One of Matt Damon's Harvard professors gave him a small note that completely changed 'Good Will Hunting'

Good Will Hunting Tribeca PanelGetty ImagesFaith Saile, Gus Van Sant, Minnie Driver, Stellan Skarsgard, Brian Greene and Paul Browde at the ‘Good Will Hunting’ panel.

The making of “Good Will Hunting” is the stuff of cinematic legend.

That is partially because the script earned writers Ben Affleck and Matt Damon Oscars for best original screenplay and launched them both into stardom.

But they weren’t the only ones to contribute to the classic script.

At a Tribeca Film Festival panel held on Wednesday, moderator Faith Saile brought up that Damon began working on the idea for the script during a playwriting class he took while attending Harvard. Originally, the character of Will Hunting, who Damon ended up playing, was a physics prodigy.

However, Sheldon Glashow, a Nobel Prize winning physicist who teaches at Harvard, told Damon that he should be brilliant at maths instead of physics.

That may not sound like a big difference, but according to Columbia University physics and mathematics professor Brian Greene, who spoke at the panel about how “Good Will Hunting” portrays maths and science, it makes a lot more sense.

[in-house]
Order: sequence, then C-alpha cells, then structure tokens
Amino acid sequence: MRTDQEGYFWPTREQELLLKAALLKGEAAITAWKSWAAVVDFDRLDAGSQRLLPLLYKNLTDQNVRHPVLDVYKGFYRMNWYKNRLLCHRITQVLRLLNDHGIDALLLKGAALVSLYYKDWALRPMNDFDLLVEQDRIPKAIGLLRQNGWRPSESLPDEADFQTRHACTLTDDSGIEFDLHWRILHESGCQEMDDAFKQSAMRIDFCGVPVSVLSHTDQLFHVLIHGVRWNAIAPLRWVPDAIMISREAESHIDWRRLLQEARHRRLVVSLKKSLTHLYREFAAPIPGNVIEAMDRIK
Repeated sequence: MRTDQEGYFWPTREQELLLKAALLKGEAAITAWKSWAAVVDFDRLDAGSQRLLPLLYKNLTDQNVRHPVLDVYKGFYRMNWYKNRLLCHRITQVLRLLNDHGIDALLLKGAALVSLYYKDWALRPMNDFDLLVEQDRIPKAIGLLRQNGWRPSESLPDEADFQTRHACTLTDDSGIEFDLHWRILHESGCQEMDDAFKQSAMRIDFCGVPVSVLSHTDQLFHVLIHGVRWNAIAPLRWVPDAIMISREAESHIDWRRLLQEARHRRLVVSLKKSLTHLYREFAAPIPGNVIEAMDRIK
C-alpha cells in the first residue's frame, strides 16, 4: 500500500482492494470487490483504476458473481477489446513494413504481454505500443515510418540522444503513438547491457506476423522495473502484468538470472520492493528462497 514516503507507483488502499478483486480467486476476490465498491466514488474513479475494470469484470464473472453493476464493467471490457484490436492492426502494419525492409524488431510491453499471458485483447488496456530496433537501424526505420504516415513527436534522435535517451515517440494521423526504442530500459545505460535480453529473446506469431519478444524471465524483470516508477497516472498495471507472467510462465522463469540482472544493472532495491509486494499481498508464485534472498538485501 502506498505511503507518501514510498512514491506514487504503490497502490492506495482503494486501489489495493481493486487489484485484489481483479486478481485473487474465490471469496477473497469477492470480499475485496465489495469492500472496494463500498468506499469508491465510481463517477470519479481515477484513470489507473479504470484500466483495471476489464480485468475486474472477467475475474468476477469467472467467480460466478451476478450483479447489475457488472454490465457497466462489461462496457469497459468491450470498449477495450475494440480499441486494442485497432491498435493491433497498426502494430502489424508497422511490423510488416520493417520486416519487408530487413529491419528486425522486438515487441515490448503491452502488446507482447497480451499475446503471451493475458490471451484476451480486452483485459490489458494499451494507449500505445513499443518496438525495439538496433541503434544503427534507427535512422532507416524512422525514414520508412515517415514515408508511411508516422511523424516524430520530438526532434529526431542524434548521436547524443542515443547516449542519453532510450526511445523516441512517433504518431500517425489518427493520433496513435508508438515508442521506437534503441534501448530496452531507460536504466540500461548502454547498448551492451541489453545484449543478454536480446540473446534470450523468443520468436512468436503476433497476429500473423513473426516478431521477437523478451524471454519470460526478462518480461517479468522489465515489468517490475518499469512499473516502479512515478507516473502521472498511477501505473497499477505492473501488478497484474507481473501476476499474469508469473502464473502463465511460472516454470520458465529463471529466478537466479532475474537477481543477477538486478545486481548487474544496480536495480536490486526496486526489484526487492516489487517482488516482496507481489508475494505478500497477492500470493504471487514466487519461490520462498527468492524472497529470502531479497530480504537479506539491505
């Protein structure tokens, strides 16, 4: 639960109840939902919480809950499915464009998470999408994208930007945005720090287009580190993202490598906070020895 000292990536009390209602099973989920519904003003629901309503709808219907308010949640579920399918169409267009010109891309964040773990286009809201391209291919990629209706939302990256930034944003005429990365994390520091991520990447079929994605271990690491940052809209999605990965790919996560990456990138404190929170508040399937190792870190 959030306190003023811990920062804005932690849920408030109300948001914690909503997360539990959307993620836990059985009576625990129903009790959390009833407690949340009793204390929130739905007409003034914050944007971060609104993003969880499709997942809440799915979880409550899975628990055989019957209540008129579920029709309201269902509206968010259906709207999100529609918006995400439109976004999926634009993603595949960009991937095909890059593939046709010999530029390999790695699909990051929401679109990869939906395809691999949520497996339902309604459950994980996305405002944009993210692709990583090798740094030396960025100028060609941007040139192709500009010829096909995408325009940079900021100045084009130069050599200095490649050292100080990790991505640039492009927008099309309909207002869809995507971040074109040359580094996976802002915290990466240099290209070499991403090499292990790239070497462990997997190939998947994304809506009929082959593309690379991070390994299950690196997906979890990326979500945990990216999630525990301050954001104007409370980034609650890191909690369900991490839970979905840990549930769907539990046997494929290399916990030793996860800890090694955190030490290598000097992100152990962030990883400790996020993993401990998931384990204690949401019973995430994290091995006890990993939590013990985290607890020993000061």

He went on to explain why physics wouldn’t have worked as well in the context of the film.

“Having some deep insight about the universe, though, typically, it’s a group project in the modern era,” Greene said. “Doing some mathematical theorem is a singular undertaking very often.”

This works well for both the film and the character of Will. After all, Will’s genius makes him something of a loner, and the more people want to work with him and help him, the more he pushes away. It just seems like a group project wouldn’t benefit him.

Good Will Hunting Matt DamonMiramax via NetflixWill (Matt Damon) solves the unsolvable equation.
Good Will Hunting EquationMiramax via NetflixProfessor Gerald Lambeau (Stellan Skarsgard) tries to figure out who finished the equation that took him two years to solve.

It also seems like one of the film’s most important moments, in which nobody realises that it is the janitor who has finished the equation written out on a chalkboard, would have existed without this change.

“You’ve got this guy who sees a problem on the board and he goes ahead and solves it. It’s unlikely someone could look at physics by themselves and come up with a theory of the origin of the universe,” Greene said, “it’s just less believable.”

“Good Will Hunting” would go on to gross $US225.9 million worldwide and win two Academy Awards for Best Supporting Actor (Robin Williams) and Best Original Screenplay (Affleck, Damon).

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